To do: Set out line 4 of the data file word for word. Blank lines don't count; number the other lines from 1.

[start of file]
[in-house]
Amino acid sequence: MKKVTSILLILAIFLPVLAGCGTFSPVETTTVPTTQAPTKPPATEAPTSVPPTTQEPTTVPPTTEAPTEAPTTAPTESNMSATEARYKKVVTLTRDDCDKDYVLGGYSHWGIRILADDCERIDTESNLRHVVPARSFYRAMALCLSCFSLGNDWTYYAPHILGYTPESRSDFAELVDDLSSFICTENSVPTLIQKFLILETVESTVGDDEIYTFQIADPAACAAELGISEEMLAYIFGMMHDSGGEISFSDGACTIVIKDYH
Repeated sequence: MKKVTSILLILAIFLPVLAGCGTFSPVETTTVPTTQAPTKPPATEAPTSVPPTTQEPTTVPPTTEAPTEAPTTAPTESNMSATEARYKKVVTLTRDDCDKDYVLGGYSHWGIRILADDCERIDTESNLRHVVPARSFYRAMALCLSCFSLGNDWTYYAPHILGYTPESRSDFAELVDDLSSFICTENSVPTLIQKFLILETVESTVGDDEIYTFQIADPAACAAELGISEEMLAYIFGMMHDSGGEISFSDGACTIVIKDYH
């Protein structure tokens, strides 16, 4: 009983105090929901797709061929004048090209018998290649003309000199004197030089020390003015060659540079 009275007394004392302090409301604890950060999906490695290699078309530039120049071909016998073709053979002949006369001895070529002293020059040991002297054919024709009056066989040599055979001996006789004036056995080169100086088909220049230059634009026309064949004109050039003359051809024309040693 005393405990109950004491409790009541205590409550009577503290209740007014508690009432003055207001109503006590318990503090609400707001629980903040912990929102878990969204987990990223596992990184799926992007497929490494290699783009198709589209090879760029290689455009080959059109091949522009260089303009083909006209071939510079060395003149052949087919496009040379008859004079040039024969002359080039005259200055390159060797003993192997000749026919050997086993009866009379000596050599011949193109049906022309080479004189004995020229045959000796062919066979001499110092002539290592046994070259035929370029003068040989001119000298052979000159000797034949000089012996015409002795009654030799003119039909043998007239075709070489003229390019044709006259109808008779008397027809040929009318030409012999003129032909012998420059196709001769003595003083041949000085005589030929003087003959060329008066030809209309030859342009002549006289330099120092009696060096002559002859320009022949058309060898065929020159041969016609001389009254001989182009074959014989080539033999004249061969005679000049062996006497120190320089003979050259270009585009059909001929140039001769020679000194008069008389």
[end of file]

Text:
């Protein structure tokens, strides 16, 4: 009983105090929901797709061929004048090209018998290649003309000199004197030089020390003015060659540079 009275007394004392302090409301604890950060999906490695290699078309530039120049071909016998073709053979002949006369001895070529002293020059040991002297054919024709009056066989040599055979001996006789004036056995080169100086088909220049230059634009026309064949004109050039003359051809024309040693 005393405990109950004491409790009541205590409550009577503290209740007014508690009432003055207001109503006590318990503090609400707001629980903040912990929102878990969204987990990223596992990184799926992007497929490494290699783009198709589209090879760029290689455009080959059109091949522009260089303009083909006209071939510079060395003149052949087919496009040379008859004079040039024969002359080039005259200055390159060797003993192997000749026919050997086993009866009379000596050599011949193109049906022309080479004189004995020229045959000796062919066979001499110092002539290592046994070259035929370029003068040989001119000298052979000159000797034949000089012996015409002795009654030799003119039909043998007239075709070489003229390019044709006259109808008779008397027809040929009318030409012999003129032909012998420059196709001769003595003083041949000085005589030929003087003959060329008066030809209309030859342009002549006289330099120092009696060096002559002859320009022949058309060898065929020159041969016609001389009254001989182009074959014989080539033999004249061969005679000049062996006497120190320089003979050259270009585009059909001929140039001769020679000194008069008389």